The only thing worse than seeing your pride and joy like this is seeing it without having
Another riding season is right around the corner. Soon, thousands of motorcyclists will hit the road for Memorial Day weekend, followed by a summer of rallies, races, bike nights, group rides and tours. Before pulling out of your driveway, take a few minutes to review your insurance policy. Having adequate coverage will help protect your legal rights and the rights of your passenger if you’re ever involved in an accident.
Buying the right motorcycle insurance can be tricky. All types of insurance coverages aren’t available in all states, and state requirements vary. In many cases, motorcycles are covered under a separate policy from other vehicles. Also, you may not be able to select medical benefits on your policy. In that case, be sure you have other medical insurance. Otherwise, you could be left with many thousands of dollars in hospital bills after an accident.
Choosing the minimum amount of coverage your state requires can save you a few dollars every month, but it can’t protect your financial security in the long run. If the state minimum for Bodily Injury Liability is $15,000, you should have at least $100,000. If your state requires you to have Liability coverage of $30,000 per accident, have at least $300,000. If the state minimum for Property Damage Liability is $5000, have at least $50,000. To protect yourself against Uninsured/Underinsured Motorists, you should have a minimum of $100,000 coverage per person, and $300,000 per occurrence—even if your state doesn’t require it.
Find out which options you can choose, and think about the coverage options that will best protect you, your passengers and your family. You can make policy updates at any time. Just don’t wait until after you’ve been in an accident! Then, it's too late.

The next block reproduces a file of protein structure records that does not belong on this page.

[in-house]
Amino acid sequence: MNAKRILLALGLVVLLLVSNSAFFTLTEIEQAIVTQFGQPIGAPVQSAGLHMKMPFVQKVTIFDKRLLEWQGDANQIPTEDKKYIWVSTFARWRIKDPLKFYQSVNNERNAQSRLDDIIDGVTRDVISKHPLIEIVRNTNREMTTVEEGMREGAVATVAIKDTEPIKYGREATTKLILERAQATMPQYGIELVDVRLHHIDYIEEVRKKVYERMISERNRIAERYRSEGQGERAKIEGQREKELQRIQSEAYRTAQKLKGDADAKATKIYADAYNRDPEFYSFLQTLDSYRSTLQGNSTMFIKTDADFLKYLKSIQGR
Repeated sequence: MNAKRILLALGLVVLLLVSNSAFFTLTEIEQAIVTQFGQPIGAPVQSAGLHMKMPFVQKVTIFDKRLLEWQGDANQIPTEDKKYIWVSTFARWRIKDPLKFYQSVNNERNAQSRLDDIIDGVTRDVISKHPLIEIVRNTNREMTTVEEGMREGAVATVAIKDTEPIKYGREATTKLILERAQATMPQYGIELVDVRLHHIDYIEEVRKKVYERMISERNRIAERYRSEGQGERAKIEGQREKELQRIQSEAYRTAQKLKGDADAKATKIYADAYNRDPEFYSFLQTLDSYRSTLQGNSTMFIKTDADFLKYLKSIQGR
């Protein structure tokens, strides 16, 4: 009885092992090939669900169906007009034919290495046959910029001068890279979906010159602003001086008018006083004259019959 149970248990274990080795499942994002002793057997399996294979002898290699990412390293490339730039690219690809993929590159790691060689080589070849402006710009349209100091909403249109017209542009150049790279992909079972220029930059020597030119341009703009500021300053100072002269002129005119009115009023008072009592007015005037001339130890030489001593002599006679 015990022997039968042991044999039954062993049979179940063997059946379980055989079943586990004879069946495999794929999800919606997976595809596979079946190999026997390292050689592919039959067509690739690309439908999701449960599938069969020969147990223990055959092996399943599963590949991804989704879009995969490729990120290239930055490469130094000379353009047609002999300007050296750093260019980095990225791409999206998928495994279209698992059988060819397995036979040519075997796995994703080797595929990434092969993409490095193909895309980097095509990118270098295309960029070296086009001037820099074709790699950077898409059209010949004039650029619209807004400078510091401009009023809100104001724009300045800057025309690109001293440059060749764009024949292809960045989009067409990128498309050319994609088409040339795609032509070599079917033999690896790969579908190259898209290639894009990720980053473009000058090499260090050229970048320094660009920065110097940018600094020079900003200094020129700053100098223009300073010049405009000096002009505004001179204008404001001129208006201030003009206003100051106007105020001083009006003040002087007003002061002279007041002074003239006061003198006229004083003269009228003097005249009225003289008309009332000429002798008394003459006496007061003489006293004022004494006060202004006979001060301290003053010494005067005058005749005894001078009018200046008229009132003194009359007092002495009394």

There are a couple types of coverage you may want to consider adding to your existing policy. The first is Bodily Injury Liability, which will cover any claims against you if you are found legally responsible for causing someone to be injured. The second is Uninsured/Underinsured Motorist Coverage, which will protect you if you’re involved in an accident with a financially irresponsible motorist.
Look into “stacking” your motorcycle insurance on existing coverage. If possible, you should have your motorcycle insurance with the same company and on the same policy as the other vehicles in your household; then you can request stacking. For example, if you have two vehicles on the same policy, each with Uninsured/Underinsured Motorist Coverage of $100,000/$300,000, you can stack them and have $200,000/$600,000 of available coverage.
When talking to an agent, ask questions: What are my coverage options? What are the stipulations and exceptions for each type of coverage? Can I include the vehicles in my household on the same policy as my motorcycle? Am I eligible for stacking? What are the benefits for choosing insurance through your agency? In what circumstances would my rates increase? How can I contact you? Does the agency have emergency numbers to use if I’m in an accident? Find someone who responds quickly to your questions and is up front about coverage options. Word-of-mouth is the best form of advertising, so get recommendations from friends and family.
It’s impossible to completely eliminate your chances of being in an accident. Many drivers don’t exercise as much caution around motorcyclists as they should. An animal could run out in front of you. A drunk driver could drift into your lane. But by having adequate motorcycle insurance coverage, you’ll know that you’re being proactive in protecting your legal rights and your financial security. MC